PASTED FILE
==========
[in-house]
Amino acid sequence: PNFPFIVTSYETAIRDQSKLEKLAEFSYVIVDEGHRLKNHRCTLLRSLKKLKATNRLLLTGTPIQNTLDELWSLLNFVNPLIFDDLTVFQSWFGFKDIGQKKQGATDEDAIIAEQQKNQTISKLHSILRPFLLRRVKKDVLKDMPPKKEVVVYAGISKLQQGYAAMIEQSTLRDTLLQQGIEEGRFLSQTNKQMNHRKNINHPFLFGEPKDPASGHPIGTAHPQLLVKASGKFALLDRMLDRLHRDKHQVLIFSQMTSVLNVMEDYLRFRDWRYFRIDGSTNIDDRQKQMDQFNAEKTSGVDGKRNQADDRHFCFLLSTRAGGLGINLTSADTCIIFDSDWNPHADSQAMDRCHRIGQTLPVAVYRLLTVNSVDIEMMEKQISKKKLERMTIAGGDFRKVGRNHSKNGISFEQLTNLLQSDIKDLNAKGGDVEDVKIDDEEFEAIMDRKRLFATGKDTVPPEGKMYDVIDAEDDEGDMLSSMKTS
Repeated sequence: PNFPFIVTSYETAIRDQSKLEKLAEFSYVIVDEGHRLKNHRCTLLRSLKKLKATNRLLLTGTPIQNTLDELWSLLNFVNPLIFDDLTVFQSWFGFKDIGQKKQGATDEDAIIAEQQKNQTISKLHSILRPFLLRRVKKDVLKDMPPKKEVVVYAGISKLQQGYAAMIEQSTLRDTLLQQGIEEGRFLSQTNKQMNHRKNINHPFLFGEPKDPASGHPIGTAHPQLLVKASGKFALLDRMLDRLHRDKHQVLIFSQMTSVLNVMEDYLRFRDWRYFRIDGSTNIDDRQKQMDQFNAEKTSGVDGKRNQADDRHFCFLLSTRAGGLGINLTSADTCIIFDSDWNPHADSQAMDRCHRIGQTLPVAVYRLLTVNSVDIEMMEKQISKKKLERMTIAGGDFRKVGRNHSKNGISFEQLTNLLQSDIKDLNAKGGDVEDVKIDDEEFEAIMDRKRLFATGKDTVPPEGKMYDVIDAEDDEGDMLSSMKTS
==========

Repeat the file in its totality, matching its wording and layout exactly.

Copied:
[in-house]
Amino acid sequence: PNFPFIVTSYETAIRDQSKLEKLAEFSYVIVDEGHRLKNHRCTLLRSLKKLKATNRLLLTGTPIQNTLDELWSLLNFVNPLIFDDLTVFQSWFGFKDIGQKKQGATDEDAIIAEQQKNQTISKLHSILRPFLLRRVKKDVLKDMPPKKEVVVYAGISKLQQGYAAMIEQSTLRDTLLQQGIEEGRFLSQTNKQMNHRKNINHPFLFGEPKDPASGHPIGTAHPQLLVKASGKFALLDRMLDRLHRDKHQVLIFSQMTSVLNVMEDYLRFRDWRYFRIDGSTNIDDRQKQMDQFNAEKTSGVDGKRNQADDRHFCFLLSTRAGGLGINLTSADTCIIFDSDWNPHADSQAMDRCHRIGQTLPVAVYRLLTVNSVDIEMMEKQISKKKLERMTIAGGDFRKVGRNHSKNGISFEQLTNLLQSDIKDLNAKGGDVEDVKIDDEEFEAIMDRKRLFATGKDTVPPEGKMYDVIDAEDDEGDMLSSMKTS
Repeated sequence: PNFPFIVTSYETAIRDQSKLEKLAEFSYVIVDEGHRLKNHRCTLLRSLKKLKATNRLLLTGTPIQNTLDELWSLLNFVNPLIFDDLTVFQSWFGFKDIGQKKQGATDEDAIIAEQQKNQTISKLHSILRPFLLRRVKKDVLKDMPPKKEVVVYAGISKLQQGYAAMIEQSTLRDTLLQQGIEEGRFLSQTNKQMNHRKNINHPFLFGEPKDPASGHPIGTAHPQLLVKASGKFALLDRMLDRLHRDKHQVLIFSQMTSVLNVMEDYLRFRDWRYFRIDGSTNIDDRQKQMDQFNAEKTSGVDGKRNQADDRHFCFLLSTRAGGLGINLTSADTCIIFDSDWNPHADSQAMDRCHRIGQTLPVAVYRLLTVNSVDIEMMEKQISKKKLERMTIAGGDFRKVGRNHSKNGISFEQLTNLLQSDIKDLNAKGGDVEDVKIDDEEFEAIMDRKRLFATGKDTVPPEGKMYDVIDAEDDEGDMLSSMKTS